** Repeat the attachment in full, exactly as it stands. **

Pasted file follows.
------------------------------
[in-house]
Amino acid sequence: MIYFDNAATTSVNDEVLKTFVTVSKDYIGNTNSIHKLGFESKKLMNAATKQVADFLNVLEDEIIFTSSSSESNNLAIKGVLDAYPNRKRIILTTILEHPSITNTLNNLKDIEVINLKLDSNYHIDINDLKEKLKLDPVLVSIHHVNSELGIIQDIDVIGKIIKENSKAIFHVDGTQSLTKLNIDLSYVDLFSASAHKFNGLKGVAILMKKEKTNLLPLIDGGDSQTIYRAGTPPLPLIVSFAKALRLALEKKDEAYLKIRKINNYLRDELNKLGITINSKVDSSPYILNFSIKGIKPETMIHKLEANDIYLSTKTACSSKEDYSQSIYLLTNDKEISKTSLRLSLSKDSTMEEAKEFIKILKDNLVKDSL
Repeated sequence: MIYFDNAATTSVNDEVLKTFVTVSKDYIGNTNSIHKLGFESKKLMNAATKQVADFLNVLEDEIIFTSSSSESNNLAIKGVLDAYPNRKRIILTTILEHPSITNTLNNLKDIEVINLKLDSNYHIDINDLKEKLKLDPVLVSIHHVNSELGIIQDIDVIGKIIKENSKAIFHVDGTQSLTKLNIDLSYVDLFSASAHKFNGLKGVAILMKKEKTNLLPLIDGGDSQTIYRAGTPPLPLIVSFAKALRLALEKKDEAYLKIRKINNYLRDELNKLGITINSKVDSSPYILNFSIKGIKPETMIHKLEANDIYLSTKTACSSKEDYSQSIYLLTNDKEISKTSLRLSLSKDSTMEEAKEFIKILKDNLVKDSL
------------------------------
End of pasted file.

[in-house]
Amino acid sequence: MIYFDNAATTSVNDEVLKTFVTVSKDYIGNTNSIHKLGFESKKLMNAATKQVADFLNVLEDEIIFTSSSSESNNLAIKGVLDAYPNRKRIILTTILEHPSITNTLNNLKDIEVINLKLDSNYHIDINDLKEKLKLDPVLVSIHHVNSELGIIQDIDVIGKIIKENSKAIFHVDGTQSLTKLNIDLSYVDLFSASAHKFNGLKGVAILMKKEKTNLLPLIDGGDSQTIYRAGTPPLPLIVSFAKALRLALEKKDEAYLKIRKINNYLRDELNKLGITINSKVDSSPYILNFSIKGIKPETMIHKLEANDIYLSTKTACSSKEDYSQSIYLLTNDKEISKTSLRLSLSKDSTMEEAKEFIKILKDNLVKDSL
Repeated sequence: MIYFDNAATTSVNDEVLKTFVTVSKDYIGNTNSIHKLGFESKKLMNAATKQVADFLNVLEDEIIFTSSSSESNNLAIKGVLDAYPNRKRIILTTILEHPSITNTLNNLKDIEVINLKLDSNYHIDINDLKEKLKLDPVLVSIHHVNSELGIIQDIDVIGKIIKENSKAIFHVDGTQSLTKLNIDLSYVDLFSASAHKFNGLKGVAILMKKEKTNLLPLIDGGDSQTIYRAGTPPLPLIVSFAKALRLALEKKDEAYLKIRKINNYLRDELNKLGITINSKVDSSPYILNFSIKGIKPETMIHKLEANDIYLSTKTACSSKEDYSQSIYLLTNDKEISKTSLRLSLSKDSTMEEAKEFIKILKDNLVKDSL